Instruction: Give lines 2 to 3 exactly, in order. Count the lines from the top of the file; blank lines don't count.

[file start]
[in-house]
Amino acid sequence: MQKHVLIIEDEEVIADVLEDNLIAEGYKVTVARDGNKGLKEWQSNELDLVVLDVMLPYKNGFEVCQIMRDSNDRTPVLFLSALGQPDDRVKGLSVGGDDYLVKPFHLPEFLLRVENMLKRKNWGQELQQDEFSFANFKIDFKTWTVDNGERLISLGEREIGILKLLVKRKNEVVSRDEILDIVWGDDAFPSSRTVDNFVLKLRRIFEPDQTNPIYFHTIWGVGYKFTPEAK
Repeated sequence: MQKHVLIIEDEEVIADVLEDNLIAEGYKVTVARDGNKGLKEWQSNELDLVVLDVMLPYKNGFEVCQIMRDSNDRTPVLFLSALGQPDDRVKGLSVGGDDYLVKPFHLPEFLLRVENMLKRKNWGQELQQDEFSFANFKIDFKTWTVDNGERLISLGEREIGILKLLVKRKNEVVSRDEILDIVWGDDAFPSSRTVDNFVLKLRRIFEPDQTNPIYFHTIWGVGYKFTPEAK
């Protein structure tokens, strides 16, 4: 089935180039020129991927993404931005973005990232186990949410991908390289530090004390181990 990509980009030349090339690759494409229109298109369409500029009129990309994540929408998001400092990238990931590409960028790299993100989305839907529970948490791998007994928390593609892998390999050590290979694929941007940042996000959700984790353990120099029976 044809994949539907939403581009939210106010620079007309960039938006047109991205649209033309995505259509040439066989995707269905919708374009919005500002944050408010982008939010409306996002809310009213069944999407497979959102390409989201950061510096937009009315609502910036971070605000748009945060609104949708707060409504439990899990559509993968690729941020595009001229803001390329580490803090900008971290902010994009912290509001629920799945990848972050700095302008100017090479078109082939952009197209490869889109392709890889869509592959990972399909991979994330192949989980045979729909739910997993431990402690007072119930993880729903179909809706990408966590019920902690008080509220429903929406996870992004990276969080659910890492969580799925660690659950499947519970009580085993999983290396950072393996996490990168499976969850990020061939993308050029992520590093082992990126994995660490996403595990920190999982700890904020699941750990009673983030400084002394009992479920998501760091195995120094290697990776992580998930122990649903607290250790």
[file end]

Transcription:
Amino acid sequence: MQKHVLIIEDEEVIADVLEDNLIAEGYKVTVARDGNKGLKEWQSNELDLVVLDVMLPYKNGFEVCQIMRDSNDRTPVLFLSALGQPDDRVKGLSVGGDDYLVKPFHLPEFLLRVENMLKRKNWGQELQQDEFSFANFKIDFKTWTVDNGERLISLGEREIGILKLLVKRKNEVVSRDEILDIVWGDDAFPSSRTVDNFVLKLRRIFEPDQTNPIYFHTIWGVGYKFTPEAK
Repeated sequence: MQKHVLIIEDEEVIADVLEDNLIAEGYKVTVARDGNKGLKEWQSNELDLVVLDVMLPYKNGFEVCQIMRDSNDRTPVLFLSALGQPDDRVKGLSVGGDDYLVKPFHLPEFLLRVENMLKRKNWGQELQQDEFSFANFKIDFKTWTVDNGERLISLGEREIGILKLLVKRKNEVVSRDEILDIVWGDDAFPSSRTVDNFVLKLRRIFEPDQTNPIYFHTIWGVGYKFTPEAK